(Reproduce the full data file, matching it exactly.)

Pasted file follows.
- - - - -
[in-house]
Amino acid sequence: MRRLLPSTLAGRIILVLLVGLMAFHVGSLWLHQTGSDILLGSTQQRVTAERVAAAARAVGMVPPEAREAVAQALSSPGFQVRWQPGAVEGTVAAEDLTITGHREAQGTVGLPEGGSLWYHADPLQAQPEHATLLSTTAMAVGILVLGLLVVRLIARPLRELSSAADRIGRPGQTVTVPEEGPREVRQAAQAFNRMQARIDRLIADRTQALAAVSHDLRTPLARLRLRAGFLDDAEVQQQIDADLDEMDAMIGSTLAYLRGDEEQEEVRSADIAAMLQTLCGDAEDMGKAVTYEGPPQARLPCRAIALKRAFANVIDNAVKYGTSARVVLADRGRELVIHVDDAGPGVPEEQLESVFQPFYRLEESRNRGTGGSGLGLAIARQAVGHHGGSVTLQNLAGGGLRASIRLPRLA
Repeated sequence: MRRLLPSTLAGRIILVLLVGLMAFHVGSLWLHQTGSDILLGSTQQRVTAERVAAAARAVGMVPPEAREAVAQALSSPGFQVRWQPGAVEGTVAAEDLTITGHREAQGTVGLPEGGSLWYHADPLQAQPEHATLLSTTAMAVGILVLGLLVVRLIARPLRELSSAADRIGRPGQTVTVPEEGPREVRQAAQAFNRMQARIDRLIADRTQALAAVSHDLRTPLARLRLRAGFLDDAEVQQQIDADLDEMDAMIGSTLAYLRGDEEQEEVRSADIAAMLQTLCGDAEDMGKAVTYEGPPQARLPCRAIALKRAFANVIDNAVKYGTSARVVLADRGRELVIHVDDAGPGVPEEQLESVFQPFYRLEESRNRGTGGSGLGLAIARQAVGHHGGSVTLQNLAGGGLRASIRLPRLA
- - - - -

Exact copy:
[in-house]
Amino acid sequence: MRRLLPSTLAGRIILVLLVGLMAFHVGSLWLHQTGSDILLGSTQQRVTAERVAAAARAVGMVPPEAREAVAQALSSPGFQVRWQPGAVEGTVAAEDLTITGHREAQGTVGLPEGGSLWYHADPLQAQPEHATLLSTTAMAVGILVLGLLVVRLIARPLRELSSAADRIGRPGQTVTVPEEGPREVRQAAQAFNRMQARIDRLIADRTQALAAVSHDLRTPLARLRLRAGFLDDAEVQQQIDADLDEMDAMIGSTLAYLRGDEEQEEVRSADIAAMLQTLCGDAEDMGKAVTYEGPPQARLPCRAIALKRAFANVIDNAVKYGTSARVVLADRGRELVIHVDDAGPGVPEEQLESVFQPFYRLEESRNRGTGGSGLGLAIARQAVGHHGGSVTLQNLAGGGLRASIRLPRLA
Repeated sequence: MRRLLPSTLAGRIILVLLVGLMAFHVGSLWLHQTGSDILLGSTQQRVTAERVAAAARAVGMVPPEAREAVAQALSSPGFQVRWQPGAVEGTVAAEDLTITGHREAQGTVGLPEGGSLWYHADPLQAQPEHATLLSTTAMAVGILVLGLLVVRLIARPLRELSSAADRIGRPGQTVTVPEEGPREVRQAAQAFNRMQARIDRLIADRTQALAAVSHDLRTPLARLRLRAGFLDDAEVQQQIDADLDEMDAMIGSTLAYLRGDEEQEEVRSADIAAMLQTLCGDAEDMGKAVTYEGPPQARLPCRAIALKRAFANVIDNAVKYGTSARVVLADRGRELVIHVDDAGPGVPEEQLESVFQPFYRLEESRNRGTGGSGLGLAIARQAVGHHGGSVTLQNLAGGGLRASIRLPRLA